Blog Post

Verizon’s LTE outage problems just won’t stop

Stay on Top of Enterprise Technology Trends

Get updates impacting your industry from our GigaOm Research Community
Join the Community!

Updated. Verizon’s(s vz)(s vzw) continuing struggle to keep its LTE network running consistently has landed it in the news again. Wednesday morning, Verizon Wireless reported on its Twitter feed that it is looking into customer complaints about its 4G service going down, and Engadget and Phandroid are reporting network outages in several markets ranging from Phoenix, Ariz., to Indianapolis, Ind.

According to Verizon’s tweet, only the 4G network appears to be affected:

VZW is investigating customer issues in connecting to the 4GLTE data network. 3G data, voice and text services are operating reliably.

Update: At 10:21 PT, Verizon notified customers through its Twitter feed that LTE service had been fully restored. Verizon called the outage a “brief issue,” which may be true, but it certainly wasn’t a localized one. As you can see in the comments to this post, GigaOM readers reported losing 4G connectivity, and sometimes 3G, from all over the country.

Depending on the scope and duration of the problem, this outage could pass by with little notice, or it could be another black eye for Big Red, which suffered a chain of big LTE failures in December. Those problems were all caused by bugs in Verizon’s core service delivery architecture – in telco speak called the IP Multimedia Subsystem, or IMS – but Verizon VP of network engineering Mike Haberman said the carrier had since taken multiple steps to ensure that such problems wouldn’t occur again. From our December post:

While Verizon won’t promise that no more outages will occur, Haberman said it has taken measures to ensure that they’re minimized when they do happen in the future. He said he’s begun geographically segmenting the LTE network, so if a software bug does break out it can be isolated to a particular region or market instead of spreading nationwide. Verizon is also upgrading all of its software and cutting down on the signaling clutter running over its IMS grid.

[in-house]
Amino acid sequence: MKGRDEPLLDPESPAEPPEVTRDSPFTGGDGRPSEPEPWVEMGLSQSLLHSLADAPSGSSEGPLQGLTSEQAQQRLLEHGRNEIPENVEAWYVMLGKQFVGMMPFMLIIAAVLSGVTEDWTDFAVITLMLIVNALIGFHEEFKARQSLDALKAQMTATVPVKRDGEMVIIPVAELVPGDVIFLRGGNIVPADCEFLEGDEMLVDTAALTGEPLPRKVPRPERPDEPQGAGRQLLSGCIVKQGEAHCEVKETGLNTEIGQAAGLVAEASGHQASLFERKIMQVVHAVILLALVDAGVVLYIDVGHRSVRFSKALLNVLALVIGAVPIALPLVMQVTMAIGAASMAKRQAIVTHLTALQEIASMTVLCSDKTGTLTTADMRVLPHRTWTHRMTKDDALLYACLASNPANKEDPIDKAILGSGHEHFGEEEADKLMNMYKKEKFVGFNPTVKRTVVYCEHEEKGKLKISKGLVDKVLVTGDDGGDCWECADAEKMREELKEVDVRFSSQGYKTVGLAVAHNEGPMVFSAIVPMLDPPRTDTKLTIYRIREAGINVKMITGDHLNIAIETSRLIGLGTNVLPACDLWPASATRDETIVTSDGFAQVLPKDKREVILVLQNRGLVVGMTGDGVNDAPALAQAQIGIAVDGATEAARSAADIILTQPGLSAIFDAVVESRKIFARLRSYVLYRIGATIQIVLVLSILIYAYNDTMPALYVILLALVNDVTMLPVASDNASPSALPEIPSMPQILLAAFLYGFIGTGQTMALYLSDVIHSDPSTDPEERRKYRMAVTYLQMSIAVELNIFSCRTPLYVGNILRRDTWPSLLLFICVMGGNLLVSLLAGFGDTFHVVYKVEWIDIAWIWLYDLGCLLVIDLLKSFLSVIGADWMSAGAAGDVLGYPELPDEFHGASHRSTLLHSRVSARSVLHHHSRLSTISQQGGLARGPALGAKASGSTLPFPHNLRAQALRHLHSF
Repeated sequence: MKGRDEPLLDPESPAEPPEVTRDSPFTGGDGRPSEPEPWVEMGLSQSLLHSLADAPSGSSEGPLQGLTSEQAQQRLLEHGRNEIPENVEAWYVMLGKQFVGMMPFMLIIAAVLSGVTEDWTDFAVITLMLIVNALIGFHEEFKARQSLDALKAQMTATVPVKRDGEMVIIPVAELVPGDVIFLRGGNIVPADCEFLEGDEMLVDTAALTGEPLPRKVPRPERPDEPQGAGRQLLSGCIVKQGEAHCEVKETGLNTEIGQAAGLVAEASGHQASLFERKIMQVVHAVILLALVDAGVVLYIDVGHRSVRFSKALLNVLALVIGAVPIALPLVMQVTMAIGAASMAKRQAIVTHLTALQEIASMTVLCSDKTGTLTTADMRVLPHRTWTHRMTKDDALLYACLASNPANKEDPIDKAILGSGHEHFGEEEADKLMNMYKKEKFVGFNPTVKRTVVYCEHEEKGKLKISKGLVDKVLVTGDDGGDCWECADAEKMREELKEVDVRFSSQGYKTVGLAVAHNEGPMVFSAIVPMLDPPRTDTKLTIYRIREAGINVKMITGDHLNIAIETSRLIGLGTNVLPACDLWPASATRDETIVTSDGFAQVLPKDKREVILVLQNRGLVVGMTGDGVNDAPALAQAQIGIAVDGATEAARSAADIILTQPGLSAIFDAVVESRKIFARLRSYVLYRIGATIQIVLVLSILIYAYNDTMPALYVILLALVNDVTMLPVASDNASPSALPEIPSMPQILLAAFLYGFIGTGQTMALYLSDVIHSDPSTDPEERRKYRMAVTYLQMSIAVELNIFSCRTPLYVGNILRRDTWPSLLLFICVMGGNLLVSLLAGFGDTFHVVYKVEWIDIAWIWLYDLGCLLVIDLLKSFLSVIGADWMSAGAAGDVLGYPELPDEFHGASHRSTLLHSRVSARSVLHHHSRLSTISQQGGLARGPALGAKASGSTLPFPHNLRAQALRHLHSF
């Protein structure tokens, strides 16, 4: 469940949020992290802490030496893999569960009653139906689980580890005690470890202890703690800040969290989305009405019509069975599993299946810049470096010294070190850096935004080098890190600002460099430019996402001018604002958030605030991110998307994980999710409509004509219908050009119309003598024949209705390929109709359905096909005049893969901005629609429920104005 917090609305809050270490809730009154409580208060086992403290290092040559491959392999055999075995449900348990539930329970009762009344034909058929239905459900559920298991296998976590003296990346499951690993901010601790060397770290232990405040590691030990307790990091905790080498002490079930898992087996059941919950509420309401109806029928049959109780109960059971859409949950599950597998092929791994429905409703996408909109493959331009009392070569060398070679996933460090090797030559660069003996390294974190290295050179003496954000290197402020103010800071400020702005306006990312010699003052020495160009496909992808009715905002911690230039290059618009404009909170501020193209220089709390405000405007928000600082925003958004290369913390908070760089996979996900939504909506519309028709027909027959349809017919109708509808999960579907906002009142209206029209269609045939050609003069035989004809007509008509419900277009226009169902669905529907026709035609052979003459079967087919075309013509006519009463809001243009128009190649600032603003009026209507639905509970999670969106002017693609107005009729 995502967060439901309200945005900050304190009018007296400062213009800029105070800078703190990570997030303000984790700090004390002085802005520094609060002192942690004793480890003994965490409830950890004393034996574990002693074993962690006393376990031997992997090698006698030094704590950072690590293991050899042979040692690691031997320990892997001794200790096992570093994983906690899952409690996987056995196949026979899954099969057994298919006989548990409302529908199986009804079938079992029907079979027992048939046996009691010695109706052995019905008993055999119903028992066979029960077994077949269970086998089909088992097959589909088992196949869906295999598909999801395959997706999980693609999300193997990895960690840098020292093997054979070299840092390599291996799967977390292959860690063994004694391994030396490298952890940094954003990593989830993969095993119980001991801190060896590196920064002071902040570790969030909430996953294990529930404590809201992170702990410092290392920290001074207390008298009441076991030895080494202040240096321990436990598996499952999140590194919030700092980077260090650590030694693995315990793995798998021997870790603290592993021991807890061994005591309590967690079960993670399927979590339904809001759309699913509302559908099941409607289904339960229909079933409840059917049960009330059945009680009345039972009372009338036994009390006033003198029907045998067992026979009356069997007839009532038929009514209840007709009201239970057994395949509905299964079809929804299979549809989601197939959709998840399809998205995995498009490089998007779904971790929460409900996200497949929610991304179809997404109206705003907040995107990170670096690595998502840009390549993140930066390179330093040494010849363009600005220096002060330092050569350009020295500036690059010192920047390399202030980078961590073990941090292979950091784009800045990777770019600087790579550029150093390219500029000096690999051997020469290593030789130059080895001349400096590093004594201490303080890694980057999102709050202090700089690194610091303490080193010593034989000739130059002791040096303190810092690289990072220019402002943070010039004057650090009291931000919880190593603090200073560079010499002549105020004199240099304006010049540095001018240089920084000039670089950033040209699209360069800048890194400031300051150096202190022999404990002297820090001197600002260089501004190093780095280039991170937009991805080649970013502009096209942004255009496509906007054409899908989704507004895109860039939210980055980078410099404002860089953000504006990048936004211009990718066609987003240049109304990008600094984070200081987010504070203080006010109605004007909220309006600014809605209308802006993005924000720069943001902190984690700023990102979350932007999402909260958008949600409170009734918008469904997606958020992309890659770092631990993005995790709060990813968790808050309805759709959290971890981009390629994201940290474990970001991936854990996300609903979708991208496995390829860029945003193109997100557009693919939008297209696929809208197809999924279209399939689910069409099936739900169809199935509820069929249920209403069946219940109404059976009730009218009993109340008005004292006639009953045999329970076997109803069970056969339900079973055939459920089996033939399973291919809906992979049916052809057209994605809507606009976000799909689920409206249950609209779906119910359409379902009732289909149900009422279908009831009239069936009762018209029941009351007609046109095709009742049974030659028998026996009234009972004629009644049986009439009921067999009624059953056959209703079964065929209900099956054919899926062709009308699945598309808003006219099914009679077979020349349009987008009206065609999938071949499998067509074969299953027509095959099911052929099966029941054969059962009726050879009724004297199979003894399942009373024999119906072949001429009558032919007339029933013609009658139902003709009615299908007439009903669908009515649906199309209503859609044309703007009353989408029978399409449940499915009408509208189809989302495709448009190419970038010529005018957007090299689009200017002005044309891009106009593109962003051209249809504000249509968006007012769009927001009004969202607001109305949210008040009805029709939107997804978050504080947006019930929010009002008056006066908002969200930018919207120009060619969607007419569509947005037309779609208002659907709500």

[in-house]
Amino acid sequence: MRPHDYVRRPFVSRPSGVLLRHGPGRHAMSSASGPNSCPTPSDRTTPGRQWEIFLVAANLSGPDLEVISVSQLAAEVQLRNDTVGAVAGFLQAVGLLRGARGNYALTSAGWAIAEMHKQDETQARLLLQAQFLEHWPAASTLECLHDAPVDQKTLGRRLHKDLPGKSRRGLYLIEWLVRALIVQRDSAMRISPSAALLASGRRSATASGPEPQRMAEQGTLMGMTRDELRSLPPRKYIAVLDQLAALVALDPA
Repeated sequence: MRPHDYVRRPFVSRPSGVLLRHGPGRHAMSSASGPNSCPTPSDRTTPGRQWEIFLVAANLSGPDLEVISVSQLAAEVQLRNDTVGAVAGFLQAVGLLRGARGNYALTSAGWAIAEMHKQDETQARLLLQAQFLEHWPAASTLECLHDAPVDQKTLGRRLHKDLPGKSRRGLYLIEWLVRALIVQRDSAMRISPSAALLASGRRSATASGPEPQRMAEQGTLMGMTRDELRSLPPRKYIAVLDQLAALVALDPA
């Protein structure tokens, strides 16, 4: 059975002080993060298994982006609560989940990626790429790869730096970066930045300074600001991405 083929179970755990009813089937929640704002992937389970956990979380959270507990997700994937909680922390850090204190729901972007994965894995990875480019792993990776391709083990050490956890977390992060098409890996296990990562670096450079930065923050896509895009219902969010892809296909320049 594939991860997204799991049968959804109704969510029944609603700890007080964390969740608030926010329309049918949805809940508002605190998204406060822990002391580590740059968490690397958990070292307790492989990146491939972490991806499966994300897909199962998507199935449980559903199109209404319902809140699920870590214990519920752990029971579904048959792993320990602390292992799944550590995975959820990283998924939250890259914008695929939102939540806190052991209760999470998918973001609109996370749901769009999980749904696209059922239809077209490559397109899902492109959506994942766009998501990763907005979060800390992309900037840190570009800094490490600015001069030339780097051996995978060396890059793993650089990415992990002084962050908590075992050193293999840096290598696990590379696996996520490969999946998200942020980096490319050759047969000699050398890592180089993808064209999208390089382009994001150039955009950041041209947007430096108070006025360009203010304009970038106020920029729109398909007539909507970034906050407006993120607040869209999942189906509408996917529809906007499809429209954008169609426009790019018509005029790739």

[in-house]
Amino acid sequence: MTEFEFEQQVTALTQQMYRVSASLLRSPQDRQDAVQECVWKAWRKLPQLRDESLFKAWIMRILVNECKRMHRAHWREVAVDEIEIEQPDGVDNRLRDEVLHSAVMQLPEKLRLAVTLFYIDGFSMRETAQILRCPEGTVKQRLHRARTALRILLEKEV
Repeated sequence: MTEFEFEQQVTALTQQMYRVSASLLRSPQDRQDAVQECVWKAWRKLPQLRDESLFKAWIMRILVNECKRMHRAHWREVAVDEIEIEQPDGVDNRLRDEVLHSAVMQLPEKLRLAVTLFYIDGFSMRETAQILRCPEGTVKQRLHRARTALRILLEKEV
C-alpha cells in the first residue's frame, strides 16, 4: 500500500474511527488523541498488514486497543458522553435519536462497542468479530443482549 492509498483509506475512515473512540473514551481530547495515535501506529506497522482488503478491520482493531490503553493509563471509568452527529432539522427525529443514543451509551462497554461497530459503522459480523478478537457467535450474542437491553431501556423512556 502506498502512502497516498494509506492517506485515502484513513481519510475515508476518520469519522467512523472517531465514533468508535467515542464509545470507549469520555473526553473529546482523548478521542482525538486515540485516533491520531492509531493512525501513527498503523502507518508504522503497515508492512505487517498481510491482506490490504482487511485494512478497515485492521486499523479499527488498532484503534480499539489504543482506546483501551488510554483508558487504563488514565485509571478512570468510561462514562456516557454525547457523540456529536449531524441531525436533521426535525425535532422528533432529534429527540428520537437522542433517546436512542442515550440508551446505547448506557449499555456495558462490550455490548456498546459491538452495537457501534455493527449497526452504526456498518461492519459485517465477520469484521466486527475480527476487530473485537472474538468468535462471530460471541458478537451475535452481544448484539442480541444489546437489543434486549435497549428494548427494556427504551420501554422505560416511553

“Our goal is to ensure that our 4G network meets the same high standard that our 3G network does,” Haberman said. “We’re not there yet, but we’ll get there.”

In the current outage, 3G service appears to be working for LTE smartphone customers as it did in previous outages. Thus, Verizon may  be experiencing problems with its IMS core once again.

18 Responses to “Verizon’s LTE outage problems just won’t stop”

  1. Epacketcore

    Educate people on this type of articles, and educate yourself before, first LTE is a data only network, and therefore IMS subsystem is there with the intent to provide VOIP, and I believe this is not yet in production. A subset of the IMS is the HSS which tells people whether they can use the system or not, it is in a way the AAA system, there are other “sub-systems” all interconnected to provide the end user experience. And some are part of the IMS, some part of the Core (again data only) and some the access all the way to the RF, which obviously this last one is localized or geographically dependent. So this last one was not the cuase of an over all outage – all eNodeBs would have had to fail, which is nearly impossible. So back at the core, there are 3 major functions that impact the end user and 1 one that is vital to the operator, this last oe being the OAM, system this just make visible the node for management, performance (KPIs) and Fault management (alarms). There is one function that is “shared” by all functions and that is transport, or routing, which in turn has a “sub-function” called QoS, on a 3GPP system like the LTE there is 2 types of QoS : 3GPP based for the flow of packets within wireless nodes: MME, enodeB, and “Differentiated Services” QoS for an “IP” network. The other 2 functions are Security and the other one Mobility. Many other functions can be listed, but they are truly functions of other systems not the wireless network perse: Billing -pcrf, customer provisioning, Prepaid systems, etc. So in order for a whole network to fail is either the transport is all messed up: that would be CISCO’s fault since they provide the transport equipment. The Diamater-based HSS or AAA system failed -> which in turn forbids access to customers. Or the Ericsson core the one that takes care of Mobility and access to the internet. I am inclined to this one, since it was morons who installed and tested it – me being one of them.

  2. Mobile Boffin

    Without any proof whatsoever, I’d guess these problems aren’t caused by the unique mix of CDMA and LTE but rather a core component that is so big and interconnected that even after 4 national outages, it is deemed easier to fix in place than bring in a substitute. Specifically, I’d be looking at the One-NDS system from NSN which manages all the subscriber data for many core systems.